Such an experiment can smoothen the transition to privatization and also link worker’s interest with the corporation’s interest. If the workers can improve the capacity utilization of these enterprises, it would be possible not only to wipe out losses, but also generate profits.

The shares of the sick PSU’s may be gradually transferred to the workers on terms to be decided between the government and the representatives of the employee’s co-operatives. The idea of establishing worker’s cooperatives gets more credence from the fact that according to a study conducted by the RBI based on data provided by 378 large sick units, it was revealed that 66% of industrial sickness could be traced to mismanagement, while workers were held responsible only in 2% cases.

Another model that could be considered is the leasing system. The public enterprise while retaining ownership may lease out to a private bidder for a specific period for use. The Chinese government adopted the Asset Responsibility System (ARS) in which a tenderer becomes the general executive for a specified period of say five years.

But before the appointment of the bidder is finalized the tenderers have to be given an undertaking of the profits they would pass over to the state and also give a convincing set of measures that they propose to undertake in this regard.

The government enjoys the right of obtaining profits as per agreement. On the other hand, tenure ownership is expected to lead to efficiency an (I lower costs of operation. In case a particular bidder fails to come up to the expectations of the government, the latter reserves the right to replace him with more promising bidder.

The performance of PSUs in general has improved a lot after the initiation of reforms. This has been mainly due to measures like granting greater autonomy and operational freedom to many PSUs especially the well performing ‘Navaratnas’.

This demonstrates that efficiency is not a function of ownership but is depends on the organizational culture. So the emphasis should not be merely on privatizing sick units but sincere efforts should be made to revive them through operational measures like granting greater autonomy and reducing bureaucratic and political control thereby allowing them to run on sound commercial principles and business practices.

The government’s propensity to use the proceeds of disinvestment-tp finance fiscal deficits is not a healthy one. The proceeds should be either ploughed back into the PSUs for their up gradation or it should be used for purposes like infrastructure development or retiring national debt.

To sum up, the measures that need to be taken are greater transparency in the disinvestment procedure, avoiding politicization of the process, due and timely protection of the interests of workers, using disinvestment proceeds for productive purposes and also guarding against selling away profitable PSUs at low rates.

Evaluation of Disinvestment Process:

At the very outset we would like to say that though there are many drawbacks of the public sector in form of corruption, bureaucratization & red tapism, low return on investment etc. sweeping disinvestment cannot be the answer to all these.

This is because disinvestment has its own set-backs, especially, in a developing country like India where there is inequitable distribution of income.

Again apart from opposing complete and blind disinvestment we also oppose the process of disinvestment which is raising controversies in the political circle and is also drawing flak from the experts. To sum up we may put our opinion in light of the above facts under two heads as follows:

Process of disinvestment: “Controversial”: The process of disinvestment followed by the previous Atal Bihari Vajpayee government raised loads of controversies all over the country.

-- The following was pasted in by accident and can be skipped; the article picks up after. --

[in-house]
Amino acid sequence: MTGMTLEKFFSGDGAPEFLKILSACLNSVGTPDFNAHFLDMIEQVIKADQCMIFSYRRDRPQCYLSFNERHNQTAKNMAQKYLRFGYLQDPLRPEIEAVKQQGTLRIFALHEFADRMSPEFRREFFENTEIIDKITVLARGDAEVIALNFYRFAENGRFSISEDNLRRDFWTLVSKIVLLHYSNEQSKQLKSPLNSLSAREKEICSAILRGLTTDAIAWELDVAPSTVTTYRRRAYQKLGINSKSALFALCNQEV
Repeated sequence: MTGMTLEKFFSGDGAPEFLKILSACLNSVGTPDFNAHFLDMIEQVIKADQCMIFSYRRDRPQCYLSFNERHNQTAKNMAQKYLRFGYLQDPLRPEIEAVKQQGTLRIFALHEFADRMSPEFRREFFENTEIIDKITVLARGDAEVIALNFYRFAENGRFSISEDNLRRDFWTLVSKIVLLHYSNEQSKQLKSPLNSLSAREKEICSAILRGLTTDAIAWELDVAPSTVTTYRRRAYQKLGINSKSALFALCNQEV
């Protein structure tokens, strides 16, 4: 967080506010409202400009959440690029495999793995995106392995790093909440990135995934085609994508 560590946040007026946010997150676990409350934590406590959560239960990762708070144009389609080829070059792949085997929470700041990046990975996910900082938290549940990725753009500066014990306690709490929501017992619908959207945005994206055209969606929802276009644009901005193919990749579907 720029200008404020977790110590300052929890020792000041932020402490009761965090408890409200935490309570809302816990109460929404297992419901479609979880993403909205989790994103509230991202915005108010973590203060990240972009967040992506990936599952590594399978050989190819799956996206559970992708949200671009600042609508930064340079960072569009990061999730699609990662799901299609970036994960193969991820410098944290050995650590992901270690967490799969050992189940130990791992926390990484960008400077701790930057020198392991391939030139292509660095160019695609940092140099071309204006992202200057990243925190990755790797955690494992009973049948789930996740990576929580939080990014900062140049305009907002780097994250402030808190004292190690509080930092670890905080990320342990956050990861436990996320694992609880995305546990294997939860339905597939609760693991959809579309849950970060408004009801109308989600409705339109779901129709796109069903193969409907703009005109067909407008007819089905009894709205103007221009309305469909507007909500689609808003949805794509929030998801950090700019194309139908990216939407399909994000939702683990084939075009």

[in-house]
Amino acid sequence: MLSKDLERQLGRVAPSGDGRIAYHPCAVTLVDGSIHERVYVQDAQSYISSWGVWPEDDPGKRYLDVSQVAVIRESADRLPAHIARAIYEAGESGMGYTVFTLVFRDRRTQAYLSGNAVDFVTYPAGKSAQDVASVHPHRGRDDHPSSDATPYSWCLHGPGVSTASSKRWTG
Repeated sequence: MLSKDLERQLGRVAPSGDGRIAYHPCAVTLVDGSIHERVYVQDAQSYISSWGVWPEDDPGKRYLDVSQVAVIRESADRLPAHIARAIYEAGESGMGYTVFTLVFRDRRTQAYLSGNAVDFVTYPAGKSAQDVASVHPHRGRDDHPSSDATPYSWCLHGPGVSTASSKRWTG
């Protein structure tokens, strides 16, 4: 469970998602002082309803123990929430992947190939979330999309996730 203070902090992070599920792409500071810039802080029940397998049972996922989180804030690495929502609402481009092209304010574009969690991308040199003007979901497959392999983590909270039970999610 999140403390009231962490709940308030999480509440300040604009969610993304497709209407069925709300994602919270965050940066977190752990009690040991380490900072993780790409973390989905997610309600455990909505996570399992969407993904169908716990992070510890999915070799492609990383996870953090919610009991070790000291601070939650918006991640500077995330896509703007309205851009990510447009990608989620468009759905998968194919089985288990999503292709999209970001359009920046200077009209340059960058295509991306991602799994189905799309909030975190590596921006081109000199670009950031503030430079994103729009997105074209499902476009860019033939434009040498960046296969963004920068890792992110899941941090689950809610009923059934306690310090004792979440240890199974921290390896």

It was drawing flak from many experts who are quite justified to an extent. For example, the sale of BALCO to STERLITE was done in such a fashion that it invited criticisms. Again, the sale of some ITDC hotels to different private companies at throw-away prices also generated controversy. In view of above is desirable that

(a) The entire disinvestment process must be fully transparent. Everyone concerned must be fully aware how disinvestment is to be done, the policy or method followed in fixing the price of the PSUs and so on. In that way nobody can complain later on that the process was biased and unfair.

(b) While striking a deal with the private company overall interest of the country or more specifically interest of the public must be given top priority. This is necessary because the private owner may tend to divert the PSU’s resources for their own benefit (as done by TATAS after they acquired VSNL).

Need for a Harmonious Strategy:

During the course of our assignment we have come across the shortcoming of both private and public sector. Public sector comes with corruption, bureaucratic hurdles and red tapism, deeming contributions to national savings etc.

Again in a country like ours complete disinvestment isn’t at all possible because of huge income differences between the rich and the poor. A vast majority of population don’t have access to some basic needs of life. Again privatization may also facilitate concentration of economic and social power in the hands of a few.

So, need of the hour is to reach a midway point between the two extremes disinvestment & nationalization. In such a scenario there will neither be an ideological bias nor prejudice against either of the two sectors.

In India an initiative has been taken by the railways to invite greater private participation. Again, certain capital-intensive roadways built by government agencies have had substantial private sector presence as contractors.

Further recent developments in the telecom and petroleum sector show an unmistakable trend towards a healthy public-private sector partnership. We open-heartedly support to all these initiatives which allow the two sectors to complement each other and yet return the spirit of a free, healthy and well-directed competition.

So, to end up, it is suggested that the disinvestment process should be fully transparent and unbiased. Again, we do not-support complete disinvestment. After all, mind-less competition devoid of social justice would do no good the nation and might just make the situation even worse.